“There is no parking problem in
I was at a holiday party last week, overeating and overindulging as previously noted, sitting around a fire with a diverse mix of locals. The topic of discussion was the health and welfare of the businesses in the historic district of Ellicott City. Inevitably, the discussion shifted to parking. The party guest who made the aforementioned statement regarding parking is a stakeholder with a heavily vested interest in the health and welfare of the old mill town.
I won’t mention any specific names here. It was a party. I was a guest. I was open about the fact that I wrote a blog and I wanted everyone to speak freely, not for publication. I further disclosed that I had written a column in the October issue of The Business Monthly about this very issue. I happen to believe that there is a parking issue in Ellicott City.
And yet I told this guest that I agreed with him. Today, given the number of vacant storefronts and the traffic choking parallel parking on Main Street, parking is not that bad in the historic district. On the other hand, if we are talking about the health and welfare of Ellicott City, we need to be thinking about the future. The future of Ellicott City could easily be more. More meaning more restaurants, galleries and boutiques and lodging bringing more shoppers and more tourists. With over 2 million people within a twenty minute drive of Maryland Avenue and Main Street, Ellicott City has the potential to be much more economically vibrant than it is today.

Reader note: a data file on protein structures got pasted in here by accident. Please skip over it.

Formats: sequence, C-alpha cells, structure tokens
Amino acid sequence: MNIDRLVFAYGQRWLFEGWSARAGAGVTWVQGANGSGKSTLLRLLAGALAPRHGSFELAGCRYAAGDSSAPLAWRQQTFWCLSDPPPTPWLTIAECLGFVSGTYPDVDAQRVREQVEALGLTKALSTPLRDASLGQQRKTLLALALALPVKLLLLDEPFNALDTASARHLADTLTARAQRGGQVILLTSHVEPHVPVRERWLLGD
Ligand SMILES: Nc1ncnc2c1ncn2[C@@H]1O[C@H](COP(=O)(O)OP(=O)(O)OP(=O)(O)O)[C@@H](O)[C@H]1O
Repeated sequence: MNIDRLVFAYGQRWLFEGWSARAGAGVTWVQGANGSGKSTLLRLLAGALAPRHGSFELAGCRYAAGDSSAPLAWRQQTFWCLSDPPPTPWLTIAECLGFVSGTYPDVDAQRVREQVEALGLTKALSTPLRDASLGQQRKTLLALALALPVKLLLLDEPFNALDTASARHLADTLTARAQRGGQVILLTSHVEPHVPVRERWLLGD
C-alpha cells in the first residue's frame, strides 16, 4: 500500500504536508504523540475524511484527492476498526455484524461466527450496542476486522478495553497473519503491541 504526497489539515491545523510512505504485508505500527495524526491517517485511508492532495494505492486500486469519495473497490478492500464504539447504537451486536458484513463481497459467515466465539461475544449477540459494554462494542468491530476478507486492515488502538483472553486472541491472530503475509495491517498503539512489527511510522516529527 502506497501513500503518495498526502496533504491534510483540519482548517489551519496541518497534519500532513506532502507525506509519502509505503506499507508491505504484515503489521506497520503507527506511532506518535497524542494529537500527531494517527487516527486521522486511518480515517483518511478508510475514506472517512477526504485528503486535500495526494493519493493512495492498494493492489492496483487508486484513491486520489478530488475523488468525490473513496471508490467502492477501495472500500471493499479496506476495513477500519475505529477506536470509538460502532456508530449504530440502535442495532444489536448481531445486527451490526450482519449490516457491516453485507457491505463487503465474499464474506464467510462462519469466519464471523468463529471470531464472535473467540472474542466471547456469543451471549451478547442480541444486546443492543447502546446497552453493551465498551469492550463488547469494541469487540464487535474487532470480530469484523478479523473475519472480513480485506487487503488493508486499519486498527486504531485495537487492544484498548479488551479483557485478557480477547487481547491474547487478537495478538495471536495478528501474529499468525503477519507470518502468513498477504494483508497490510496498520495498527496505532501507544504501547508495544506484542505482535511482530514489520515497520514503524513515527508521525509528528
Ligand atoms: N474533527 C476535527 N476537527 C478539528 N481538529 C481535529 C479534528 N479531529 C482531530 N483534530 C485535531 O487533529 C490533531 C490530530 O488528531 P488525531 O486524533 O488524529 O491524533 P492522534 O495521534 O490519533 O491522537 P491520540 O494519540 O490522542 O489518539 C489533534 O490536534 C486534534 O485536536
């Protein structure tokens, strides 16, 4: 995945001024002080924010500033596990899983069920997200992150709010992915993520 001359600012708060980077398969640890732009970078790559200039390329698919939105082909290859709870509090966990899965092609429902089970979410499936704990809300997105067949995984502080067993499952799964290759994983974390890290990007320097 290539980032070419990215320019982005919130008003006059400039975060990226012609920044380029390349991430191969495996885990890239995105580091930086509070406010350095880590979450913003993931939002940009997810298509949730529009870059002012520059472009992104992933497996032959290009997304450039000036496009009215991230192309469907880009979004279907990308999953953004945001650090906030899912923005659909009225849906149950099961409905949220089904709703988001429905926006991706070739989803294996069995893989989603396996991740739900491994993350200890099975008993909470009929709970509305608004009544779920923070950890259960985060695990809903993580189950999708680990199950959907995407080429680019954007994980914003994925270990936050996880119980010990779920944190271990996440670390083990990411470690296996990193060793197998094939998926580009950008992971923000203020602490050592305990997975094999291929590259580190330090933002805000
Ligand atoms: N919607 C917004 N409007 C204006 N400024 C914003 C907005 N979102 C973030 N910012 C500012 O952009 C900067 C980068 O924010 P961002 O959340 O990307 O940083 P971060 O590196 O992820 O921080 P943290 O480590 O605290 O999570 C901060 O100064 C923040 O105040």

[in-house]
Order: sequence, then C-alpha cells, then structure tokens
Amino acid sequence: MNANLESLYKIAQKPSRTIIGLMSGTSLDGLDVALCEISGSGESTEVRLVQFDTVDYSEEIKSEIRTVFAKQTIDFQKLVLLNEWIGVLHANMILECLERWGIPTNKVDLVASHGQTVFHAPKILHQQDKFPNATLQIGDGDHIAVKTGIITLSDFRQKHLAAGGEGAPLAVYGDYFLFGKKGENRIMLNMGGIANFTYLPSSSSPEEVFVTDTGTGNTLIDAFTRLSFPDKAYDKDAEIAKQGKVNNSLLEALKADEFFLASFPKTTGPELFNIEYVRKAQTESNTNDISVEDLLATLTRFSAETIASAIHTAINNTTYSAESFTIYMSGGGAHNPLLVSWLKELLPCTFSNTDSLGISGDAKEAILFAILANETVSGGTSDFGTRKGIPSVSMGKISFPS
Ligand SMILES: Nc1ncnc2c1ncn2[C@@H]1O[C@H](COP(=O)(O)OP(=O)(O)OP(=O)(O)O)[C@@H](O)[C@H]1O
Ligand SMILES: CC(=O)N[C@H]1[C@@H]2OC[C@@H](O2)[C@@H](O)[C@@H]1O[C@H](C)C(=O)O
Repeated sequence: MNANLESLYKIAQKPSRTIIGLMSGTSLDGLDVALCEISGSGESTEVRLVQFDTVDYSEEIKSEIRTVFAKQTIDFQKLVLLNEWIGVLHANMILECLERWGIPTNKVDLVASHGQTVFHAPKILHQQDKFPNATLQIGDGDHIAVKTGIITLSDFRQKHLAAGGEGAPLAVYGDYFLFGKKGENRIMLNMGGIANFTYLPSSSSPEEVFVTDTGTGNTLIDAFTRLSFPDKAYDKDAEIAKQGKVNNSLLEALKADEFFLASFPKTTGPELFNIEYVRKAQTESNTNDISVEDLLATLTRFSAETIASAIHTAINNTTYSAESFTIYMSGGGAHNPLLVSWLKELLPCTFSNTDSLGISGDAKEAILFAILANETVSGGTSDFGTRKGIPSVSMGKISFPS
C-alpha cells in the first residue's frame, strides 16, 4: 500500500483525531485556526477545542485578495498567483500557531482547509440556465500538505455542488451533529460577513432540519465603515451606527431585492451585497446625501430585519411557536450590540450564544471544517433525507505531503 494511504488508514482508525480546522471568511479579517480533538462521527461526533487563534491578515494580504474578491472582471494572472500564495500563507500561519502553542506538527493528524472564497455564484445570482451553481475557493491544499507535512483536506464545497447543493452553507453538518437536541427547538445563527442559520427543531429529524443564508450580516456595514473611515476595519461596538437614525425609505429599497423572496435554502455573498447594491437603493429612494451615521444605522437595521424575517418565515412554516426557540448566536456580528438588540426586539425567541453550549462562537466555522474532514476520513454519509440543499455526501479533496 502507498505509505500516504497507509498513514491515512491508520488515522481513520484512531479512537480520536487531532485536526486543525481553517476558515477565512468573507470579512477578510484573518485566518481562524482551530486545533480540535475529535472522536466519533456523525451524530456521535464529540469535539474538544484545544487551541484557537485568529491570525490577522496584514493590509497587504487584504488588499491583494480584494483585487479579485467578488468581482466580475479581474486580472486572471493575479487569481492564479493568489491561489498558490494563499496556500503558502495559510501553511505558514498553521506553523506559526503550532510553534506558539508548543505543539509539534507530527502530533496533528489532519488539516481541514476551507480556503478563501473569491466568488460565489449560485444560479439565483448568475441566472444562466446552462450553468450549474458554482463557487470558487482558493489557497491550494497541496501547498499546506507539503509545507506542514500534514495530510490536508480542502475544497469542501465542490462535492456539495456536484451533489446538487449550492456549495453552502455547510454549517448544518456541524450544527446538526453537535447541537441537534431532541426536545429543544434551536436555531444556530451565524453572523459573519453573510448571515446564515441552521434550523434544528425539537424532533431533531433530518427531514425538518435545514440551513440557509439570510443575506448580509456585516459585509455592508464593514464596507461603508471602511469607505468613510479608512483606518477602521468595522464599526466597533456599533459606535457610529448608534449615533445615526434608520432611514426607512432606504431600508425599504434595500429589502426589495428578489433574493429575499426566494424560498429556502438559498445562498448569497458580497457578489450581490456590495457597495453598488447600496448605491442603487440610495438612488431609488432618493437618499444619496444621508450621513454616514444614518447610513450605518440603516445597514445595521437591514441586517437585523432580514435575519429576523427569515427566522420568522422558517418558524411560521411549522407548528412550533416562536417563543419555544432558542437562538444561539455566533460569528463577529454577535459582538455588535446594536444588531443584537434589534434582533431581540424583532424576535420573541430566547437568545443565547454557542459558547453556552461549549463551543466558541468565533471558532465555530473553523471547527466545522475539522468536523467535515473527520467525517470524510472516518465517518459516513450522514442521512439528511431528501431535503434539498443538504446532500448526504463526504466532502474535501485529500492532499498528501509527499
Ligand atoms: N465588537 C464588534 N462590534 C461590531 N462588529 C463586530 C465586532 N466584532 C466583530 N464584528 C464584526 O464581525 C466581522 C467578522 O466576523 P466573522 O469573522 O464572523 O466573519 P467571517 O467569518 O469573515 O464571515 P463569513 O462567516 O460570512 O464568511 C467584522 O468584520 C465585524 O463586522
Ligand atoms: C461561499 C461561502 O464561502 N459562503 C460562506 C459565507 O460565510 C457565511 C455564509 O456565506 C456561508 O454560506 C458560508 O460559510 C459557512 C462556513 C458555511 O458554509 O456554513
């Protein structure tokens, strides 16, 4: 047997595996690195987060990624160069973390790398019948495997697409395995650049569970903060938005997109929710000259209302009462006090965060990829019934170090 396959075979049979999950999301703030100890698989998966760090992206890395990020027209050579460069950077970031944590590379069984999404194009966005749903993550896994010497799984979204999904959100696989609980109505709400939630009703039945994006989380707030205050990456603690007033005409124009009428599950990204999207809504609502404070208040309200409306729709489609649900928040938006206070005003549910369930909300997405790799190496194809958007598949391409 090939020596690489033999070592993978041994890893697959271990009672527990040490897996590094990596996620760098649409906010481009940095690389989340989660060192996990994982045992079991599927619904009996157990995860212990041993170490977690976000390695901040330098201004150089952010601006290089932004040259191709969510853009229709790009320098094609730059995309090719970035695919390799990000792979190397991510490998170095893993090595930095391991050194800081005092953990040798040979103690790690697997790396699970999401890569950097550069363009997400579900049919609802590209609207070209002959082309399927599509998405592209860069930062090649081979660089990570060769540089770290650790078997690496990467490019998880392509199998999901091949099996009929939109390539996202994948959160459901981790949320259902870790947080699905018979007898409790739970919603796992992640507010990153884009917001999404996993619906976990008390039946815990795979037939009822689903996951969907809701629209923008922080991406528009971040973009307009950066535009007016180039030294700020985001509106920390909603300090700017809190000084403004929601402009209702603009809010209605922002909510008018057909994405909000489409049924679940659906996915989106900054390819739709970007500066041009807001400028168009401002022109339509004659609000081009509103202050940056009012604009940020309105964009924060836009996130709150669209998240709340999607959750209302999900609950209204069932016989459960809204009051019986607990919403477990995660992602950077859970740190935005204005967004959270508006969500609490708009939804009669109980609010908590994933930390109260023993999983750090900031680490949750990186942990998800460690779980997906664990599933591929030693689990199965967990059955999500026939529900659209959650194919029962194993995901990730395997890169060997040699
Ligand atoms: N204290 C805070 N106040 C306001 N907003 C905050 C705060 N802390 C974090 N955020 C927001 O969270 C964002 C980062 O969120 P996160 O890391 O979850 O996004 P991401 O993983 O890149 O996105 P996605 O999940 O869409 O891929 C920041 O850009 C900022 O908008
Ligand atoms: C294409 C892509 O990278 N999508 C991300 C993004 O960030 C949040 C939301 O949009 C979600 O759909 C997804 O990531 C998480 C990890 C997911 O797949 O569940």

To get there the town will need a better parking situation and better traffic flow on Main Street. Eliminating parking on Main Street would free up space for outside dining and a more attractive streetscape and remove the current bottlenecks caused by parallel parking. This was actually envisioned in the Ellicott City Master Plan which was published in 2003.
So yes, today there is no parking problem in Ellicott City but there are other major problems that more parking would certainly fix.